3. A great deal of trauma stems from adverse childhood experiences (ACE). They "remain in our memories somewhat as shrapnel within our own mental war zone." (page 180)
  4. Look to something greater than oneself. Prayer and meditation can calm anxiety, but does not speak to everyone. "Religion is great for many, but has its limits." (page 230) Perhaps your spiritual practice occurs in the cathedral of nature. For others it's music. Find what moves you; what feels bigger than yourself.
  5. Our vibe attracts our tribe. I grew up with a father who was an alcoholic. Although my mom didn't  put it quite so eloquently, she used to say that all those alcoholics seemed to find each other.
  6. "The Yabbits" - those people who say, "Yeah, but...," regardless of the situation or circumstances. Negative people have a problem for every solution. When it comes to problem-solving, there's a time to chunk up and a time to chunk down. Wisdom is knowing the difference. For example, you definitely want an engineer to discover the problems before you board a plane or cross a bridge, but the same laser focus isn't necessary when she sweeps the floor. There are times when that kind of scrutiny is stifling; it can squash the creative juices. (Scroll down on What Makes Olga Run for my take on  "Yabbits." Incidentally, a lot of Olga's strategies for living well are mirrored in this book.)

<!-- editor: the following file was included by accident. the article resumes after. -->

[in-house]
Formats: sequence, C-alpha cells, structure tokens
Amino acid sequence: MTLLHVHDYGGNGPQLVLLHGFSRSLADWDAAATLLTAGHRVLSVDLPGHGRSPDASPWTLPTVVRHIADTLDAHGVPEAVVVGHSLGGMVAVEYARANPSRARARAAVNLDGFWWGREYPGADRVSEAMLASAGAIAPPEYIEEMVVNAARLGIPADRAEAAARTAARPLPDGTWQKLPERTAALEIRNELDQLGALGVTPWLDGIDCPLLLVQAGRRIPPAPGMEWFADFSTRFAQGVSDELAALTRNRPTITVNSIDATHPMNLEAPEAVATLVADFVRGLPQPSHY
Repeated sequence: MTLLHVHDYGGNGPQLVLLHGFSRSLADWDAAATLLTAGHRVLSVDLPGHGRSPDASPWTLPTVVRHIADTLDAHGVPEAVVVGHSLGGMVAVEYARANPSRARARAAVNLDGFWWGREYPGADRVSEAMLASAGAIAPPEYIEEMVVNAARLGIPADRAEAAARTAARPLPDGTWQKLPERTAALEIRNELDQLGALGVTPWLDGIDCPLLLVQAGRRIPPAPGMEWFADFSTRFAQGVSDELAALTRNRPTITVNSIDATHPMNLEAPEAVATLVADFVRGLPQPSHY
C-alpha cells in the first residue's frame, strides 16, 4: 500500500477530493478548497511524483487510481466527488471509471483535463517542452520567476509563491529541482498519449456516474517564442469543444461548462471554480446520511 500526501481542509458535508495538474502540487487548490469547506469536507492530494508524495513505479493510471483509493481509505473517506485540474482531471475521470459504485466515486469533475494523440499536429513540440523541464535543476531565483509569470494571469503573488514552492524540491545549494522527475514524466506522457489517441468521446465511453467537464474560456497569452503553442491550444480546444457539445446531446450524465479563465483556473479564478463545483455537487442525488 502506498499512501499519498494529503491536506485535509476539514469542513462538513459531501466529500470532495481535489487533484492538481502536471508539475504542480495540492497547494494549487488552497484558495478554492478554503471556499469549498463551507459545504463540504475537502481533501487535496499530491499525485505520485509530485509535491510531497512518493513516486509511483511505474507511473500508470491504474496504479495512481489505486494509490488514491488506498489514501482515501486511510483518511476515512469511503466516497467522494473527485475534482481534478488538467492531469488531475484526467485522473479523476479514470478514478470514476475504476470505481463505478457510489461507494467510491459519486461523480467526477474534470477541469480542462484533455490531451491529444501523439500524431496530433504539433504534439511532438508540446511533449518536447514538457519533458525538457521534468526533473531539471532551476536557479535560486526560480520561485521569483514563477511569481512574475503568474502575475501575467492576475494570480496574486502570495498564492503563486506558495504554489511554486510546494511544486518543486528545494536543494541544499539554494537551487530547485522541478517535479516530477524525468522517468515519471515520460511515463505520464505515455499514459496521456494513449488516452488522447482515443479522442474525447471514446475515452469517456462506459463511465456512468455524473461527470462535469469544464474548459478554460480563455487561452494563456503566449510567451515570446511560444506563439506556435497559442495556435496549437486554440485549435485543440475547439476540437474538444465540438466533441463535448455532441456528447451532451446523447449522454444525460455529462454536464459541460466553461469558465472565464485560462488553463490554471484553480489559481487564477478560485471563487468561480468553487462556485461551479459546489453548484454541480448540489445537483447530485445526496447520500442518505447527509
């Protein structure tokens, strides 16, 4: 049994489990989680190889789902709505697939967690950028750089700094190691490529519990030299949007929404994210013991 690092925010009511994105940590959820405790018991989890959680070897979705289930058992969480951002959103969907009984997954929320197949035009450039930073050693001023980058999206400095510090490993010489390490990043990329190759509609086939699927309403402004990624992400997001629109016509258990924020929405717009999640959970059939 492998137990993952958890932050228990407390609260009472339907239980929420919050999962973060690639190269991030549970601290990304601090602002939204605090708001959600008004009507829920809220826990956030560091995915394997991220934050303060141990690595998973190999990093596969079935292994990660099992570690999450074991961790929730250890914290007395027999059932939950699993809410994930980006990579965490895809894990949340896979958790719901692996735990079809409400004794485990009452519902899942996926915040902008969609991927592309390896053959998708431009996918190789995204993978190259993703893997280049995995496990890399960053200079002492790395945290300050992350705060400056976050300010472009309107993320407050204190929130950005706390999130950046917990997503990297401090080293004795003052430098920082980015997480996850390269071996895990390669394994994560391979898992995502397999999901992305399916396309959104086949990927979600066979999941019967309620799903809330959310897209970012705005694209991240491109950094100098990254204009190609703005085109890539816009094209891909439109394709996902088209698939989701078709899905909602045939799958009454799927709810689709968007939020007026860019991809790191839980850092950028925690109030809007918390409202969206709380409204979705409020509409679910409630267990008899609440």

The Stress Connection

The Autonomic Nervous System (ANS)